Rio Tinto Plc (LSE:RIO) shares are down about 2% year-to-date and flat over the past year, that’s roughly in line with the FTSE 100. And considering how tumultuous the stock market has been lately, these shares seem to be holding up quite well.
Does that make them a good investment for my portfolio? Or should I be looking elsewhere for other attractive investment opportunities?
What does Rio Tinto do?
Rio Tinto was founded in 1873. Today it’s a leading global mining and mineral resources company headquartered in London.
The firm engages in the mining and processing of aluminium, iron ore, copper, diamonds, gold, salt, lithium, borates, and titanium dioxide. Its diversified portfolio of mining sites is scattered around the world. It currently has over 50,000 employees operating across 36 countries and six continents. However, its flagship projects predominantly reside in Western Australia and North America.
Rio Tinto shares first debuted on the London Stock Exchange in 1973. The share price has increased in the last decade by around 55%. And in the previous five years, it’s up by 38%. That’s ahead of the FTSE 100’s performance.
The numbers may seem unimpressive. But it’s worth noting that Rio Tinto shares have consistently offered an average dividend yield of around 8% throughout its history. And following the latest surge in commodity prices, today’s yield stands at a whopping 11.3%!
So, seeing this stock be a darling amongst income and institutional investors is hardly surprising. In fact, as of February 2022, over 70% of the shares outstanding are held by investment funds. In my eyes, that speaks volumes of the trust financial institutions have in the future performance of this business.
What does the key financial information say?
Rio Tinto’s fiscal year end on 31 December. And in July earlier this year, the group released its interim results.
Generally, 2022 has been an unprecedented year for most industries. And Rio Tinto shares are no exception. Financially and production-wise, the company’s performance in H1 2022 was below its performance in the same period of 2021 on the back of weakening commodity prices.
Net cash generated from operating activities fell by 23% versus 2021 levels. However, it’s actually up by 80% when compared to 2020 levels. Similarly, free cash flow is also down by 30% year-on-year but up by 154% compared to the first half of 2020.
Net earnings in the last six months came in at $8.9bn – that’s 28% lower than the 2021 first half. And its $15.6bn underlying EBITDA is also down by 26%.
Given these double-digit declines across the board, it may seem strange that Rio Tinto shares haven’t dropped off a cliff. But this performance slowdown wasn’t unexpected since 2021 was an exceptional year for the commodity price of many resources.
To the joy of Rio Tinto shareholders, the company continues to pay a sizable dividend. In fact, in the latest report, management declared an additional $4.3bn is being paid out. That’s the second-highest interim dividend announced in the entire history of the business and equates to a 50% payout ratio.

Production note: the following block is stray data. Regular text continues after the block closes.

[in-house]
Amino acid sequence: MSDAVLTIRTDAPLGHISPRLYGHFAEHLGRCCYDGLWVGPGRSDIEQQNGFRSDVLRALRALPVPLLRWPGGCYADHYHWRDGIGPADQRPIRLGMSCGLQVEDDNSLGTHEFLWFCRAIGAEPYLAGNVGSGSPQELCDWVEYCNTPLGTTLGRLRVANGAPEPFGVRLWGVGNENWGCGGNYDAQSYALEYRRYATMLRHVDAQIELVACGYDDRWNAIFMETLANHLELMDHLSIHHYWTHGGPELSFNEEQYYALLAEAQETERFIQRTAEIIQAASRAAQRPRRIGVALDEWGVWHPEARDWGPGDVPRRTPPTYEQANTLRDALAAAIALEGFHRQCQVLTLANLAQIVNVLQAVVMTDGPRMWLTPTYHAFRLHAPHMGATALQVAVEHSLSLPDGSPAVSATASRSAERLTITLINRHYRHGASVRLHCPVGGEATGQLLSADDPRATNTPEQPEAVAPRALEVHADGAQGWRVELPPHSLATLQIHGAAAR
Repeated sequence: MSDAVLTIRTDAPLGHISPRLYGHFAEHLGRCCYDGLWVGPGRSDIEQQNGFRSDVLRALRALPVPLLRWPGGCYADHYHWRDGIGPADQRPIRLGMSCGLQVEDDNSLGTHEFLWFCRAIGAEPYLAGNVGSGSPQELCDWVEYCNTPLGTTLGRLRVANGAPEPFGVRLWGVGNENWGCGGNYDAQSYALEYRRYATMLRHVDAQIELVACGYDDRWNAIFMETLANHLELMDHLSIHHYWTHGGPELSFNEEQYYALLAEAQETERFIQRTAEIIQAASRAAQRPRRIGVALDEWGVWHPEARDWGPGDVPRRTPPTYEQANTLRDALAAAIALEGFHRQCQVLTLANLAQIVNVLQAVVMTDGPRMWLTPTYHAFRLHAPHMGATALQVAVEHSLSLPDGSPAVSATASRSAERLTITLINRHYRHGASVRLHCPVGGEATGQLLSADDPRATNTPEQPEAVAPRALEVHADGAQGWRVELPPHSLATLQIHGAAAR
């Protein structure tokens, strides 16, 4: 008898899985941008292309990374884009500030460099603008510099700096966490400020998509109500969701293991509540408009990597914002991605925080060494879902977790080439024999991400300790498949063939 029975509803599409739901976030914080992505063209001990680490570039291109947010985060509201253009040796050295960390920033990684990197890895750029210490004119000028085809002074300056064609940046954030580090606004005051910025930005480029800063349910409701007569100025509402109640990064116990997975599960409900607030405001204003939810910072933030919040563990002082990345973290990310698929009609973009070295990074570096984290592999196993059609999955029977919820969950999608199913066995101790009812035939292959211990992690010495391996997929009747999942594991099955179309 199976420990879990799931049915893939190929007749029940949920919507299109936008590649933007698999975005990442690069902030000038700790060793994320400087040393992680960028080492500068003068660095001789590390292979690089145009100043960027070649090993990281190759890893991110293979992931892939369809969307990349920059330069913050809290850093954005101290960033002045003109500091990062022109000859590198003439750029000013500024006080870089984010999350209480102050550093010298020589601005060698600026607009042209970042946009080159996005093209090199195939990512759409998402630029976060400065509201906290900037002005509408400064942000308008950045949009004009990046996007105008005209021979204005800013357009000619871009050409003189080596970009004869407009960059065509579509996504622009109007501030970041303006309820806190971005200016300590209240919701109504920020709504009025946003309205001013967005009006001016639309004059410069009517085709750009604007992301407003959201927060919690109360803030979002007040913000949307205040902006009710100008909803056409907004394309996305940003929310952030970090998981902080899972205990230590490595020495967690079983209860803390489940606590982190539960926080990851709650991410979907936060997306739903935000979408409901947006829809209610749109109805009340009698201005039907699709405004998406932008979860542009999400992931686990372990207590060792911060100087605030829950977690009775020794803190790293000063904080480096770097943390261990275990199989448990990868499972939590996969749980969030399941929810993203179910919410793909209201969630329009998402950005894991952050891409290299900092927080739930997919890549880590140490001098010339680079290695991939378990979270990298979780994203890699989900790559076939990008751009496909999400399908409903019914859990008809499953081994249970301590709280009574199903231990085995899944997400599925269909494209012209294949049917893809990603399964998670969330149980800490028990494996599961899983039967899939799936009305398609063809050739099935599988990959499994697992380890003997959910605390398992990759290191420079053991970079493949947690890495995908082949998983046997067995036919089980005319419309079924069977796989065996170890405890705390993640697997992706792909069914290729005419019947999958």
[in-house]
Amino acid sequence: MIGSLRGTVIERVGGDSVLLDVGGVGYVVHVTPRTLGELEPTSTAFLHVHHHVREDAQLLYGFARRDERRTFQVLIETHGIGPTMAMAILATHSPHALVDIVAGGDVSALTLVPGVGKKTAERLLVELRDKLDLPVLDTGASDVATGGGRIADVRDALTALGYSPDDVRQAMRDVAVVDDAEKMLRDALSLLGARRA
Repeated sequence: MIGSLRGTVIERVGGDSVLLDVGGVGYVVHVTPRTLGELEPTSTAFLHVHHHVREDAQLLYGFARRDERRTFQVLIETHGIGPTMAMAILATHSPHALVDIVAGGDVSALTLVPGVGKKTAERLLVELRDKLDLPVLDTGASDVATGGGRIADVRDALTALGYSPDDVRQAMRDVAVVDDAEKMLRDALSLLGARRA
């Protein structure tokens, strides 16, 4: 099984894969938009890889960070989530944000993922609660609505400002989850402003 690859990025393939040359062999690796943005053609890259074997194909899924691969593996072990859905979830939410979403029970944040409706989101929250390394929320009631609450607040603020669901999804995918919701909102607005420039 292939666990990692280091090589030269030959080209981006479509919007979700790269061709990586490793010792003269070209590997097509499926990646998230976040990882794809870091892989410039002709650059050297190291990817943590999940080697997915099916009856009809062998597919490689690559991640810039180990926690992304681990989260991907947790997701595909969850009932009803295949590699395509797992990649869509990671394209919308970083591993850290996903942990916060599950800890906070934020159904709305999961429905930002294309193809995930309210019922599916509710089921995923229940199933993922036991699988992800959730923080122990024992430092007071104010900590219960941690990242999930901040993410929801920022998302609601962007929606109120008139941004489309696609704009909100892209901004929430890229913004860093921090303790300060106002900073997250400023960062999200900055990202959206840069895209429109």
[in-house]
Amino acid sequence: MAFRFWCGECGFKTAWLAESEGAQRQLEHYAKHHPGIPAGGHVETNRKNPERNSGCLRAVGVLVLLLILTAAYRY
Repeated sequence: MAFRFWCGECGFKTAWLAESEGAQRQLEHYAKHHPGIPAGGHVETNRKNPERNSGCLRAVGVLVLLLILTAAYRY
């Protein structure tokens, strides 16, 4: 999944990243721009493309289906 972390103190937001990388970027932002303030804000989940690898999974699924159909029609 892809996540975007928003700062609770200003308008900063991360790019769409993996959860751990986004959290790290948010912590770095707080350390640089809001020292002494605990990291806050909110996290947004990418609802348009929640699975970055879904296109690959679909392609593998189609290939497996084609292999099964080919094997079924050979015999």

As of 30 June 2022, the company had net cash of $291m compared to $1.58bn at the end of 2021. This massive reduction stems from the aforementioned dividend payout as well as an $825m acquisition of the Rincon lithium project.
What risks do Rio Tinto shares have?
No business is without risk. Before investing or buying the shares of any company, I try to understand the various threats it has to face.
The leadership team categories the company’s risk profile into three sections:
- Operational – Threats to mining and refining activities. Luckily there have been no fatalities in the last three years from accidents.
- Economic – Fluctuations in macroeconomic factors and commodity prices.
- Strategic – Acquiring the right talent and investing in new value-building projects.
But there are additional threats on the horizon that Rio Tinto still need to address. The biggest one in my eyes is the push towards net zero emissions.
It’s no secret that mining isn’t good for the environment. And that’s already placing the firm in the crosshairs of activists and new green government policies. Management has laid out plans to invest $7.5bn in green energy and carbon abatement projects between 2022 and 2030. But whether this will be sufficient, only time will tell.
Should I invest £1,000 in Rio Tinto right now?
Mining stocks are a cyclical stock market sector. They go through multi-year periods of growth followed by underwhelming periods of decline in a loop defined by the fluctuations in the commodity markets.
Where we are in the current cycle is anyone’s best guess. While many assume we’re near the peak of the growth cycle, continued demand for investments in renewable technologies could mean the cycle has plenty more to deliver.
Looking at the valuation today, Rio Tinto stock is trading at only five times earnings. That, to me, looks cheap. And when paired with an impressive 11% dividend yield, I can’t help but feel a buying opportunity may have emerged.
It’s possible that the decline of the commodity cycle may have started. And if that’s the case, I could be looking at a value trap here.
But given the continued need for metals like copper, lithium, and iron ore, amongst others, I’m confident Rio Tinto shares can deliver plenty of long-term passive income. That’s why I’m considering adding £1,000 worth of stock to my portfolio today.
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Prosper Ambaka does not own shares in any of the companies mentioned. The Money Cog has no position in any of the companies mentioned. Views expressed on the companies and assets mentioned in this article are those of the writer and therefore may differ from the opinions of analysts in The Money Cog Premium services.